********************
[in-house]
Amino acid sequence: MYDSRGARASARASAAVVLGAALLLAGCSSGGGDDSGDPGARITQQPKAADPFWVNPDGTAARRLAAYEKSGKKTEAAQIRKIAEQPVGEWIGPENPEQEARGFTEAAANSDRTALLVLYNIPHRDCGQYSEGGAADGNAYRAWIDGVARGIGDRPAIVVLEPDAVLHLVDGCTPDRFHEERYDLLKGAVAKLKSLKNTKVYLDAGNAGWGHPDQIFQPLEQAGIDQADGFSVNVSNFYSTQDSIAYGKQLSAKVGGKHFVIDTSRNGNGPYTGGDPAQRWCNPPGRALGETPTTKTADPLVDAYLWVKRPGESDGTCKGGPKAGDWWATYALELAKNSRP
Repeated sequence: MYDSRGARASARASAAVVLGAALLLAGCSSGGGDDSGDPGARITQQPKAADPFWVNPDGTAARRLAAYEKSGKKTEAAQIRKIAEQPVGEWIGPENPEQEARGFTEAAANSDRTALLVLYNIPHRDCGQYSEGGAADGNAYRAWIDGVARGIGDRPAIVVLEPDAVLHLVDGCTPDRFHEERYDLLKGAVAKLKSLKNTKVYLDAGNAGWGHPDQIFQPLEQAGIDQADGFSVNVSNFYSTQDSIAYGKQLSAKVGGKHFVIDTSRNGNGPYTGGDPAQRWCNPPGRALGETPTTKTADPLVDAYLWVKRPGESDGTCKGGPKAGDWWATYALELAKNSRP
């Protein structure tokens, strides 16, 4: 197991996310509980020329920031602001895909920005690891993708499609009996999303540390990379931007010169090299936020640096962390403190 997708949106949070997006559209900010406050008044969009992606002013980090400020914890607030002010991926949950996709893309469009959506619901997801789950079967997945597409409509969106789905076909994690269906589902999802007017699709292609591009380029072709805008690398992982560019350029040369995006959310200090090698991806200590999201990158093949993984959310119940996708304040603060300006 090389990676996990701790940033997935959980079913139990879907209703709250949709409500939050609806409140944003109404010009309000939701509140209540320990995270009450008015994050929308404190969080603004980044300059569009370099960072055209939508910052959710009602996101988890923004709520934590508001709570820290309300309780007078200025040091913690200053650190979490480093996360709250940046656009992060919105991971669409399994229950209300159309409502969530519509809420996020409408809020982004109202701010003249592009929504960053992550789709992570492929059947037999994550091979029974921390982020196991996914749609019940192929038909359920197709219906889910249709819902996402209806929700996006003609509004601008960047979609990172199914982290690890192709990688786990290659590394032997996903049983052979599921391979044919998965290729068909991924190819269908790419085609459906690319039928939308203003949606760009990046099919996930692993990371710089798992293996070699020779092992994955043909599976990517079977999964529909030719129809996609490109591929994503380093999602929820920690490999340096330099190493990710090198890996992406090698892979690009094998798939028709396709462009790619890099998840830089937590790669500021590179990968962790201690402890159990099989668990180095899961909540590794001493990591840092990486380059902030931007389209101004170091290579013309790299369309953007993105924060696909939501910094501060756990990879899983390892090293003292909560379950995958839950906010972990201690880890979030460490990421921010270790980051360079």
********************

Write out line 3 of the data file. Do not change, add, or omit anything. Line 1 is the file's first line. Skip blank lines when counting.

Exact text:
Repeated sequence: MYDSRGARASARASAAVVLGAALLLAGCSSGGGDDSGDPGARITQQPKAADPFWVNPDGTAARRLAAYEKSGKKTEAAQIRKIAEQPVGEWIGPENPEQEARGFTEAAANSDRTALLVLYNIPHRDCGQYSEGGAADGNAYRAWIDGVARGIGDRPAIVVLEPDAVLHLVDGCTPDRFHEERYDLLKGAVAKLKSLKNTKVYLDAGNAGWGHPDQIFQPLEQAGIDQADGFSVNVSNFYSTQDSIAYGKQLSAKVGGKHFVIDTSRNGNGPYTGGDPAQRWCNPPGRALGETPTTKTADPLVDAYLWVKRPGESDGTCKGGPKAGDWWATYALELAKNSRP